A question of inclusion

(Art by Nick Schuurman)

With great hesitation, I pulled my car into the church parking lot. The winter morning was clear and brisk. After a short stop at a local coffee shop, Aaron and I had arrived at our destination: a local Mennonite church that was hosting a choir for “all abilities.” I had been warned about this event by the organization I work for.

Abbotsford forum explores disagreement in the church

Lydia Fawcett of Mennonite Central Committee B.C.’s End Abuse program. (Supplied photo)

Jesse Nickel is a professor at Columbia Bible College. (Supplied photo)

How to disagree well with fellow Christians was the topic of a forum held at Columbia Bible College (CBC) in Abbotsford, B.C., last month.

The Sept. 21 event, titled “Polarization and Disagreement in the Church,” was sponsored by the Faith in Today’s Church task group of Mennonite Church B.C.

Valaqua cabin dubbed ‘the bat cave’ after furry visitors move in

Little brown bats like this one took over cabin four at Camp Valaqua this summer. (Flickr photo by Ann Froschauer)

Things got a little batty at Mennonite Church Alberta’s Camp Valaqua this summer.

During spring cleaning at the camp, located an hour northwest of Calgary, staff discovered a maternal colony of little brown bats in one of the cabins.

Anti-poverty advocate calls for guaranteed liveable income

Mark Olfert was raised to support those in need. (Photo by Nicolien Klassen-Wiebe)

Mark Olfert has always been passionate about helping people. He wishes the systems in Canada would do more to support people, too.

Olfert, 60, is an anti-poverty activist and a member of Hope Mennonite Church in Winnipeg, Man. He advocates for a guaranteed liveable income, something he says would have made a big difference numerous times in his own life.

Poetic justice

(Photo by Mortimer Mackenzie)

For Di Brandt, being a poet is a natural extension of her upbringing in the Manitoba Mennonite village of Reinland. She says the hymns of her youth were poetic, and poetry was part of sermons and family life.

Single Moms’ Camp brings golden healing

(Photo by Amanda Pot)

(Photo by Amanda Pot)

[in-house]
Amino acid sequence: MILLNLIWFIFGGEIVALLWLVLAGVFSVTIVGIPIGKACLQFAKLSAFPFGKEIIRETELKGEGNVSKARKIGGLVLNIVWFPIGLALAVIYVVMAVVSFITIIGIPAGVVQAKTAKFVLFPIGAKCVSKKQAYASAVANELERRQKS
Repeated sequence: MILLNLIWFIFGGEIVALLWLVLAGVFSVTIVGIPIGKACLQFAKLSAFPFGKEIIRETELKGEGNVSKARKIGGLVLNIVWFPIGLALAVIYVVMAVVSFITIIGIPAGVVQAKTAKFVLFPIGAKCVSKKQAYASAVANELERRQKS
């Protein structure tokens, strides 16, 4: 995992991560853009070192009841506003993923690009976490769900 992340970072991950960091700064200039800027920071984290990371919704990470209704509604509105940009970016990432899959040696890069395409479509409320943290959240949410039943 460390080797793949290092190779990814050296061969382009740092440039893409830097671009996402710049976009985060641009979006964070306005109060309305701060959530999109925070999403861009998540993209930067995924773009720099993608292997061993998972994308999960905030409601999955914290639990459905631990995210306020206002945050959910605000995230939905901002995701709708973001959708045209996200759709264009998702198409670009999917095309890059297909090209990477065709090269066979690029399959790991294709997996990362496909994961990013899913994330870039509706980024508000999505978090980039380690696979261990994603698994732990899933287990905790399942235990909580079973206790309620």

(Photo by Amanda Pot)

(Photo by Amanda Pot)

(Photo by Amanda Pot)

(Photo by Amanda Pot)

(Photo by Amanda Pot)

(Photo by Amanda Pot)

“It’s so hard to explain something that feels so sacred to you,” Amanda Pot said when asked to describe Single Moms’ Camp at Hidden Acres Mennonite Camp in New Hamburg, Ontario. Pot has been running the camp for over a decade. “[It’s] absolutely exhausting,” she said, “but I wouldn’t trade it for anything.”

RJC stakes its claim on Anabaptist identity

Ryan Wood (left), president and CEO of RJC High School, and David Epp, principal. (Photos supplied by RJC High School)

Students participate in RJC High School’s choir program. (Photo courtesy of RJC High School)

Four years ago, things were looking dire for RJC High School in Rosthern, Saskatchewan. Enrollment was the lowest ever, at 65 students. It had been slowly declining for 20 years, according to Ryan Wood. Wood, who served as principal previously, is now president and CEO of RJC.

Mennonites join call for landfill search

Concerned citizens—including people from at least eight Mennonite Church Manitoba congregations—attended an ecumenical event in support of searching the Prairie Green Landfill. (Photo by Michael Pahl)

Mennonite Church Canada, along with the regional churches, has issued a statement calling on “all levels of government” to support a search of the Prairie Green Landfill near Winnipeg for the remains of Morgan Harris and Marcedes Myran, two murdered Indigenous women who are believed to be buried there.

Indigenous camps draw church-goers

Michael Young (in the orange T-shirt) stands with, from left to right: Barbara Young, Dylan Young, Cambria Harris and Kasyn Rapke. (Photo courtesy of Michael Young)

For David Driedger, who serves as leading minister at First Mennonite Church in Winnipeg, the Manitoba government’s refusal to fund a search for the remains of two murdered Indigenous women believed to be buried in a landfill feels like a continuity of a pattern.

MDS Canada closes response in Cape Breton

Local MLA Fred Tilley (second from left) presents a Nova Scotia flag to Ross Penner, executive director of MDS Canada; Ike Epp, MDS project director; and Roman Heuft, Cape Breton response coordinator.

For Amanda McDougall-Merrill, mayor of the Cape Breton Regional Municipality, volunteers with Mennonite Disaster Service (MDS) Canada did more than repair homes damaged by Hurricane Fiona in Cape Breton. 

Angola settlement big step for colonies

The new settlement started by Low German-speaking Mennonites from Mexico is near Malanje, Angola. (Google Maps)

Several families from a Mennonite colony in Campeche, Mexico, arrived in Angola earlier this year to begin a new settlement in the African nation. 

It is believed to be the first settlement developed by Low German-speaking Mennonites in Africa and could be the first such organized migration away from North and South America.  

Historical society apologizes to Semá:th First Nation

Sumas Lake, known as Semá:th Lake to the local Stó:lō people, prior to it being drained by government in the 1920s. (City of Vancouver Archives)

“The draining of [Sumas Lake] and our settlement on your ancestral lands was devastating and demoralizing and disrespectful.”

That was part of an apology offered to Semá:th First Nation Chief Dalton Silver and his people by Richard Thiessen, president of the Mennonite Historical Society of B.C.


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